The Empire State Building

[This story is fiction, of course, and is a tad long. However, if you stick with it, a wonderful conclusion awaits – a golden nugget.]

SCENE ONE

New York City resident Jim Nigh rode the elevator to the top of the Empire State Building. He carried a small cardboard box. At the top, he was allowed to throw the contents of the box over the side. He then rode the elevator down to the street level. He walked over to a spot on the sidewalk and found what he had hoped to find. A 100-piece jigsaw puzzle lay assembled. He looked at the image of two horses grazing in a pasture and he mumbled, “Perfect! Just like I hoped it would be.”
     A stranger came walking by and saw the puzzle. He walked over to Mr. Nigh and asked, “Uh, hey guy, what’s with the jigsaw puzzle? An odd place to work one, wouldn’t you say?”
     “I didn’t work it,” said Nigh. “I took the pieces to the top of the Empire State Building here, and threw them over the side. They landed assembled, by themselves.”
     “No way, man.”
     “I kid you not. That’s what happened.”
     “That’s impossible. Besides, puzzle pieces snap together, and you have to press the pieces into place.”
     “Not this kind of puzzle. There’s only 100 pieces and they just lay next to each other, without the need to snap into place.”
     The stranger, his lips twisted, just stared at Nigh. “Let me get this straight. You took the puzzle to the top of the building, threw it over the side, and it landed assembled? Like, right here? On the sidewalk? Come’ on, man. That’s not possible.”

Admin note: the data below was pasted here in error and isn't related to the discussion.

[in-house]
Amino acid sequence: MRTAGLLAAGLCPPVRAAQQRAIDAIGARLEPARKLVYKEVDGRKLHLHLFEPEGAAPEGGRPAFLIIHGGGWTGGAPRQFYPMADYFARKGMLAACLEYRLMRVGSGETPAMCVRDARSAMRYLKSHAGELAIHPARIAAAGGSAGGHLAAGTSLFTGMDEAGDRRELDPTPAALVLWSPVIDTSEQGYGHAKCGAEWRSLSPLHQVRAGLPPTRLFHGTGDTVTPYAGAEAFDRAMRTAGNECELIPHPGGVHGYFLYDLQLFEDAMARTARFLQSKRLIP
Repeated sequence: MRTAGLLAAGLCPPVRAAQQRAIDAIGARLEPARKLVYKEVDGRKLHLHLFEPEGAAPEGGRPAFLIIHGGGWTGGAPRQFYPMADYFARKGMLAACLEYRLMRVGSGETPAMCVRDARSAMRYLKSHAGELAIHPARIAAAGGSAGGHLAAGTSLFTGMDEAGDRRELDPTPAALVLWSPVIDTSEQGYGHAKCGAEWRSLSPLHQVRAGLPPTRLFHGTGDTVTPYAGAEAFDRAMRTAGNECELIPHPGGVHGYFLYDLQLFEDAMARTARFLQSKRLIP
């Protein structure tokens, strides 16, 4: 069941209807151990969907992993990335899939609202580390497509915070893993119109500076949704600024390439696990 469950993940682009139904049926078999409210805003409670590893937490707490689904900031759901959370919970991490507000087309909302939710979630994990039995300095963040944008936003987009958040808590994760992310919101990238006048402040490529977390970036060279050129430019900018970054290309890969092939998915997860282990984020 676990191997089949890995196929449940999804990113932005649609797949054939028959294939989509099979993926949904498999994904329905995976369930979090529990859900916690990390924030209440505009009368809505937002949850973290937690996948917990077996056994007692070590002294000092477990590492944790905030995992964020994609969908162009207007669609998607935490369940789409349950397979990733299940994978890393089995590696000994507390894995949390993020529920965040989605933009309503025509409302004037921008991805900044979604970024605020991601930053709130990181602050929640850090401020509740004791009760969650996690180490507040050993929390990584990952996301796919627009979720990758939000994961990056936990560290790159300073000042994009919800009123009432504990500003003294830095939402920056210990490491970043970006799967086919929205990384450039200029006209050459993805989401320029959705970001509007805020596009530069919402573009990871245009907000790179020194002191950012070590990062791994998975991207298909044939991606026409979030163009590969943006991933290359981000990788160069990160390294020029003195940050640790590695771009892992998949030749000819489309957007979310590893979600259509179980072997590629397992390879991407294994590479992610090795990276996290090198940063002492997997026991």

“On the contrary, Sir, it’s not impossible”
     “Well, maybe not impossible, but certainly improbable. Right?”
     “Right.”
     “OK, then. Let’s see you do it again. I’ll stay down here and watch, while you go up there to the top of the building and throw the pieces over the side again.”
     “My friend, I could do it every hour on the hour for the next million years, and the puzzle falling assembled on the ground probably wouldn’t happen again for a long long time. Just because it happened on the first try today, doesn’t mean it will ever happen again in our lifetime and beyond.”
     “So then, what’s the point?” asked the stranger.
     “That highly improbable events happen every day.”
     “O…K. That is true. I’ll concede that,” said the stranger. “About every week or so someone in the world wins a big lottery – though you have a better chance of getting hit by lightning, or being elected President. However, you’re right. Highly improbable events happen every day. But forgive me, I guess I’m a bit dense. I still don’t see the point of your little puzzle…drama.”
     Nigh grinned. “I want to suggest that even life itself could have arisen by a chance event. Highly improbable, true enough. But here we stand, talking about it – so the first life actually materialized, somewhere, sometime. Oh, oh, here comes the Channel 3 TV truck. And they’re stopping. They probably want to put me on the evening news. Anyway, do you see my point?”
     “Humph. I’ll think about it – but, sorry to say, I must reserve judgment. I think that life coming into existence by some kind of accident has worse odds than your puzzle drop thing.”
     The stranger walked away, shaking his head. Jim Nigh began running to the TV truck. But then, a young boy ran up, holding something in his hands. When Nigh saw what the boy had, he stopped, gritted his teeth and mumbled, “Oh, nuts.”